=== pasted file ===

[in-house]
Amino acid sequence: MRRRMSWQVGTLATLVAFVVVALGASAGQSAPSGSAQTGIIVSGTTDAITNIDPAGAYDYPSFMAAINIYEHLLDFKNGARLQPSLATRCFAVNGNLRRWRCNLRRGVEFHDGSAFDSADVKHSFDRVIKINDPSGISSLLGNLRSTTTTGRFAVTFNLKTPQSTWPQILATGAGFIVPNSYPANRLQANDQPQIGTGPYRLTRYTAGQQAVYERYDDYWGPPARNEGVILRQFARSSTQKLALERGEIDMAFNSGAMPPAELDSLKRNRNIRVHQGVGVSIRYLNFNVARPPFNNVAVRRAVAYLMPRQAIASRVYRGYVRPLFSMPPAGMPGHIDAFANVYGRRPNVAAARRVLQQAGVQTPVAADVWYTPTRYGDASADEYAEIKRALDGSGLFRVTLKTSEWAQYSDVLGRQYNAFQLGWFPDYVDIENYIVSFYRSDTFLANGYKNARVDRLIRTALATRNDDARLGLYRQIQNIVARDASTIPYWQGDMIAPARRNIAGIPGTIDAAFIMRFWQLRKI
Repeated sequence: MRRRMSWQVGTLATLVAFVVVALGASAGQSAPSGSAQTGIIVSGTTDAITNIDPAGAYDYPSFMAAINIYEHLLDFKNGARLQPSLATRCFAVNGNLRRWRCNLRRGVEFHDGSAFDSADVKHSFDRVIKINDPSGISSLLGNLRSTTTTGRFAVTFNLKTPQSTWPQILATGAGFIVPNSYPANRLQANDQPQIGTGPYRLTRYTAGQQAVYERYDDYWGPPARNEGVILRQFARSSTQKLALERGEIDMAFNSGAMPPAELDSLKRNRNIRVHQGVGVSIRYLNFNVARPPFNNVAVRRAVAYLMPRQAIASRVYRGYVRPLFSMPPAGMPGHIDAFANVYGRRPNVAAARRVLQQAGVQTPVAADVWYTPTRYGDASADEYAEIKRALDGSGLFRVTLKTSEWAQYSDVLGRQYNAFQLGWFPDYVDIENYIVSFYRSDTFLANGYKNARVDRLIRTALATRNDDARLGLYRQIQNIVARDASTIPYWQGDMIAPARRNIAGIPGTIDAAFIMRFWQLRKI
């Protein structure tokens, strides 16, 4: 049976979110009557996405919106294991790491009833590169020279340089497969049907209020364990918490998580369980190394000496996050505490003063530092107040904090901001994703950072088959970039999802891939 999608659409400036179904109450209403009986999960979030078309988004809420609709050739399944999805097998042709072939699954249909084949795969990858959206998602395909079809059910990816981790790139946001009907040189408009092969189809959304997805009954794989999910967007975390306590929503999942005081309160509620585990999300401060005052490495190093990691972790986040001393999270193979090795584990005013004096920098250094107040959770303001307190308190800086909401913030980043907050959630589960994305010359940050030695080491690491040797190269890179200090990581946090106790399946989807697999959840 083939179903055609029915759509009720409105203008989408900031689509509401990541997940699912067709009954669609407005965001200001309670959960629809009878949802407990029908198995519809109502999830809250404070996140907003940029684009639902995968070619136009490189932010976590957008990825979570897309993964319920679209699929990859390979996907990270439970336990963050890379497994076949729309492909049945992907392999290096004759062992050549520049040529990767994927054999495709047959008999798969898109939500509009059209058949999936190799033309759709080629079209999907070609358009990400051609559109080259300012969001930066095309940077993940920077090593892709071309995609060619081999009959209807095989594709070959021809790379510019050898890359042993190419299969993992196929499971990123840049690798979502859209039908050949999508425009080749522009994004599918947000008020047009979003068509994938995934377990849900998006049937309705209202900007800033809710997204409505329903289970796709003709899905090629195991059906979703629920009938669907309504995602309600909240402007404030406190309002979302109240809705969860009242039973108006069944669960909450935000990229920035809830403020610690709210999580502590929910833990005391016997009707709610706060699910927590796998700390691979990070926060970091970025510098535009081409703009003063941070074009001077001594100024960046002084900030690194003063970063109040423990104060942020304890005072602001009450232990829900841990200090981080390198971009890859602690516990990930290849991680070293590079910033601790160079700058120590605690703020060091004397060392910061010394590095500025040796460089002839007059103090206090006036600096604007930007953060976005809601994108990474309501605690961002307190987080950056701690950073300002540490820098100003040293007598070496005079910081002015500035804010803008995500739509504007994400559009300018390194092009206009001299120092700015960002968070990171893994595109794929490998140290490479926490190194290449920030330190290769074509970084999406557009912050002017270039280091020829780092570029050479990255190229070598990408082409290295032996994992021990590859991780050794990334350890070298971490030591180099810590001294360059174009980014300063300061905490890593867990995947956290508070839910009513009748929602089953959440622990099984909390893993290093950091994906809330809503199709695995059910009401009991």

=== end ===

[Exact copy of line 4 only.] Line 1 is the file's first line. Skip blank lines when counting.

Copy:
């Protein structure tokens, strides 16, 4: 049976979110009557996405919106294991790491009833590169020279340089497969049907209020364990918490998580369980190394000496996050505490003063530092107040904090901001994703950072088959970039999802891939 999608659409400036179904109450209403009986999960979030078309988004809420609709050739399944999805097998042709072939699954249909084949795969990858959206998602395909079809059910990816981790790139946001009907040189408009092969189809959304997805009954794989999910967007975390306590929503999942005081309160509620585990999300401060005052490495190093990691972790986040001393999270193979090795584990005013004096920098250094107040959770303001307190308190800086909401913030980043907050959630589960994305010359940050030695080491690491040797190269890179200090990581946090106790399946989807697999959840 083939179903055609029915759509009720409105203008989408900031689509509401990541997940699912067709009954669609407005965001200001309670959960629809009878949802407990029908198995519809109502999830809250404070996140907003940029684009639902995968070619136009490189932010976590957008990825979570897309993964319920679209699929990859390979996907990270439970336990963050890379497994076949729309492909049945992907392999290096004759062992050549520049040529990767994927054999495709047959008999798969898109939500509009059209058949999936190799033309759709080629079209999907070609358009990400051609559109080259300012969001930066095309940077993940920077090593892709071309995609060619081999009959209807095989594709070959021809790379510019050898890359042993190419299969993992196929499971990123840049690798979502859209039908050949999508425009080749522009994004599918947000008020047009979003068509994938995934377990849900998006049937309705209202900007800033809710997204409505329903289970796709003709899905090629195991059906979703629920009938669907309504995602309600909240402007404030406190309002979302109240809705969860009242039973108006069944669960909450935000990229920035809830403020610690709210999580502590929910833990005391016997009707709610706060699910927590796998700390691979990070926060970091970025510098535009081409703009003063941070074009001077001594100024960046002084900030690194003063970063109040423990104060942020304890005072602001009450232990829900841990200090981080390198971009890859602690516990990930290849991680070293590079910033601790160079700058120590605690703020060091004397060392910061010394590095500025040796460089002839007059103090206090006036600096604007930007953060976005809601994108990474309501605690961002307190987080950056701690950073300002540490820098100003040293007598070496005079910081002015500035804010803008995500739509504007994400559009300018390194092009206009001299120092700015960002968070990171893994595109794929490998140290490479926490190194290449920030330190290769074509970084999406557009912050002017270039280091020829780092570029050479990255190229070598990408082409290295032996994992021990590859991780050794990334350890070298971490030591180099810590001294360059174009980014300063300061905490890593867990995947956290508070839910009513009748929602089953959440622990099984909390893993290093950091994906809330809503199709695995059910009401009991």